19 Figure 1. 4 Interpreting correlation coefficients
Figure 1.4 Interpreting correlation coefficients. The magnitude of a correlation coefficient indicates the strength of the relationship between two variables. The closer a correlation is to either or -1.00, the stronger the relationship between the variables. The square of a correlation, which is graphed here, is an index of the correlation’s strength and predictive power. Figure 1.4

20 The Scientific Approach to Behavior (cont.)
Common methods of finding correlations between variables include: Naturalistic observation – “careful observation of behavior without intervening directly with the subjects”. Case studies – “in-depth investigation of an individual participant”. Surveys – “structured questionnaires designed to solicit information about specific aspects of participants’ behavior”.

21 The Scientific Approach to Behavior (cont.)
Advantages of using correlations. The main advantage of correlations is that they allow us to explore variables not suitable for experimental research. (e.g. it may not be ethical to purposely manipulate some variables.) Thus, correlations allow investigation of a broader array of psychological phenomena than is possible in experimental research.

22 The Scientific Approach to Behavior (cont.)
Disadvantages of using correlations. Correlations only tell us that two variables are related, not how the two variables are related. x could be causing changes in y y could be causing changes in x, or z, a third variable, could be causing changes in x and y (see Figure 1.7). Thus, we cannot determine cause and effect from correlations alone.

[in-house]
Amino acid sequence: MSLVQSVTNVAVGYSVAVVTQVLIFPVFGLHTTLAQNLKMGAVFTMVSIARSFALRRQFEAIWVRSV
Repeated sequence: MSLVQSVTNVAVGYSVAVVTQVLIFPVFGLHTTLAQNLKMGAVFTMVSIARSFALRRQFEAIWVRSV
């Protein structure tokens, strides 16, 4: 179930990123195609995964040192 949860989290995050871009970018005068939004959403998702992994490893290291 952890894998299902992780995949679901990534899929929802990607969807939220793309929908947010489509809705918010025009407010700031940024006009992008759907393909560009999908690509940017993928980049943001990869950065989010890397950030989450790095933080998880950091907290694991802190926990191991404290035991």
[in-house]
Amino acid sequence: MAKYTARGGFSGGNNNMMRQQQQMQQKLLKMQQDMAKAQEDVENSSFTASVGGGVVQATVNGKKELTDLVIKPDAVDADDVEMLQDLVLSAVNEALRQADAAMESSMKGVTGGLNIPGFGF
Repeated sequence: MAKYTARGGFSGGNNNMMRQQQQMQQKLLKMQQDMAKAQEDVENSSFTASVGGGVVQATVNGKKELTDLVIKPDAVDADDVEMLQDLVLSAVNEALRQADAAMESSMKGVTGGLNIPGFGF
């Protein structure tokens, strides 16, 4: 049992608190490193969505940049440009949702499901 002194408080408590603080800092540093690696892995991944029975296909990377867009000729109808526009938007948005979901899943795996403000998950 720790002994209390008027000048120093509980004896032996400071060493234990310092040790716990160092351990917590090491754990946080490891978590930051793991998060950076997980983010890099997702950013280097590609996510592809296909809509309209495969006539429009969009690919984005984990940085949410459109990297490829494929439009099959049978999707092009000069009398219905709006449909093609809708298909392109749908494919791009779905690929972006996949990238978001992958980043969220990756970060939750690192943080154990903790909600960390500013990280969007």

23 Figure 1. 7 Possible causal relations between correlated variables
Figure 1.7 Possible causal relations between correlated variables. When two variables are correlated, there are several possible explanations. It could be that x causes y, that y causes x, or that a third variable, z, causes changes in both x and y. As the correlation between marital satisfaction and sexual satisfaction illustrates, the correlation itself does not provide the answer. Figure 1.7

24 The Roots of Happiness: An Empirical Analysis
What makes people happy? What is not very important: Money – the correlation between income and happiness is very weak (.13) in U.S. Age – age accounts for less than 1% of variation in reported happiness. Gender – gender also accounts for less than 1% of variation in reported happiness.

25 The Roots of Happiness (cont.)
What is not very important: (cont.) Parenthood – good and bad aspects of parenthood offset each other. Intelligence – there is no association between IQ and happiness. Physical attractiveness – attractive people enjoy many advantages in society, but the relationship with happiness is very weak.

26 The Roots of Happiness (cont.)
What is somewhat important: Health – health and happiness have a positive correlation of .32. Social activity – people who are satisfied with their friendships report above-average levels of happiness. Religion – people with sincere religious convictions are more likely to be happy.

27 The Roots of Happiness (cont.)